I am concerned that the best academic in the world could try to write political/economic policy for a knowledge economy, and be completely useless because they pre-choose the parts of history that they like, or don’t like. In order to pull this knowledge economy thing apart, to reverse-engineer it, or whatever is the right phrase, you need someone ruthlessly investigative.

John Cowan
One of the missions of this blog may be to address the obfuscation of eceonomic thinking that is promoted by those who promoted the sub-prime disaster in the USA. Greenspan showed that he wanted the low rates and that asset prices were not relevant to his job. I suggest he knew very well what was going on. The dismantling of all the FDR inspired statutory checks on Ponzi banking was a deliberate series of acts, but shielded in economic rhetoric.

Growth is not in the short term future, hence we have policies that target the poorer members of society.

This is because there is no likelihood that there will be a voter backlash. That these policies may be antigrowth does demonstrate something. Arrogance. Provided there are enough handouts given to the press they will print whatever the government says. Advertizing revenue is important and can be directed elsewhere.

No one is poor any more, let them eat brioche? I suspect the unions may decide that lying down with dogs has reached its limit. The government will continue it to spread blame for all that is going to happen. Quangoes exist so that union leaders and public servants can be rewarded and controlled. Any more Phil Flynns?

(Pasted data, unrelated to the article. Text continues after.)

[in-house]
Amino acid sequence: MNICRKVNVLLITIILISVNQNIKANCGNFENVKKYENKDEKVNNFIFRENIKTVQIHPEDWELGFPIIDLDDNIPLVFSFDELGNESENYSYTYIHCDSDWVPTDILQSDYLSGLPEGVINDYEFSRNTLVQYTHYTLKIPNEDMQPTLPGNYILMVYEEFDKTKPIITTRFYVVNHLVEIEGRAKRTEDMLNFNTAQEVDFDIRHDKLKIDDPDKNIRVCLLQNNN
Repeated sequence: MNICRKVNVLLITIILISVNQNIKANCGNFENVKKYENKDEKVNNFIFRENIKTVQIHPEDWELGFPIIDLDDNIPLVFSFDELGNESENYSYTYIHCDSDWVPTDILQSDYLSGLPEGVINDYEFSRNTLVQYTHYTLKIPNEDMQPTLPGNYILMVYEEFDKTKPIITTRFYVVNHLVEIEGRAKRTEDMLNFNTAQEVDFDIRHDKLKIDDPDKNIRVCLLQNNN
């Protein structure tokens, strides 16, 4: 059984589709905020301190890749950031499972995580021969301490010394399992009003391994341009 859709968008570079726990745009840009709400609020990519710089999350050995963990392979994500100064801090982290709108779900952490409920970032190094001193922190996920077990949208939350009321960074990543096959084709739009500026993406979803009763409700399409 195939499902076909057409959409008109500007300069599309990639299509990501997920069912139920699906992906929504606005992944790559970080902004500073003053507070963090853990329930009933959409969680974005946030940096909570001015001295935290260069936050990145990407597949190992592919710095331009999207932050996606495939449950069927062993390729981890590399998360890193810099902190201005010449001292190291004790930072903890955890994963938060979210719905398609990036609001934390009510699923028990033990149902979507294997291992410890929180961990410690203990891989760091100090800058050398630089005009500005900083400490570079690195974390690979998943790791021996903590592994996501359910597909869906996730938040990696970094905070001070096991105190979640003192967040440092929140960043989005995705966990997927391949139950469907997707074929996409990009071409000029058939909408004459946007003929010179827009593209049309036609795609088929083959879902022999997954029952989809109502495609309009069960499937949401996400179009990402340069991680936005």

Income inequality is known to increase as a depression nears and through the early years. After that the wealthy resort to living off their capital and income levels drop a bit.

@Frank Barry,

The final sentence in your paper – “The ‘marketplace for public-policy ideas’ must become a more open and competitive one if policies are to be adequately scrutinised and decision-making improved.” – sums it all up. But what is to be done? It is clearly not sufficient to rely on the fortuitous coincidence of Sean Lemass’s political nous and drive and TK Whitaker’s clear-sightedness, or of Desmond O’Malley’s tenacity and Sean Barrett’s intellectual clarity, or of Ray MacSharry’s focus and Alan Dukes’s statesman-like support.

On an earlier thread relating to Morgan Kelly’s IT op-ed piece yesterday, Brian Lucey despaired of seeing meaningful governance change: “unless the system crashes, visibly, painfully and for all, we are unlikely to see meaningful change.” Karl Whelan’s latest post highlights the numb-skulledness of a Government, constitutionally embedded in power, that is committted to revive the technically insolvent covered banks at the expense of the economy and, possibly, at great risk to its capability to borrow.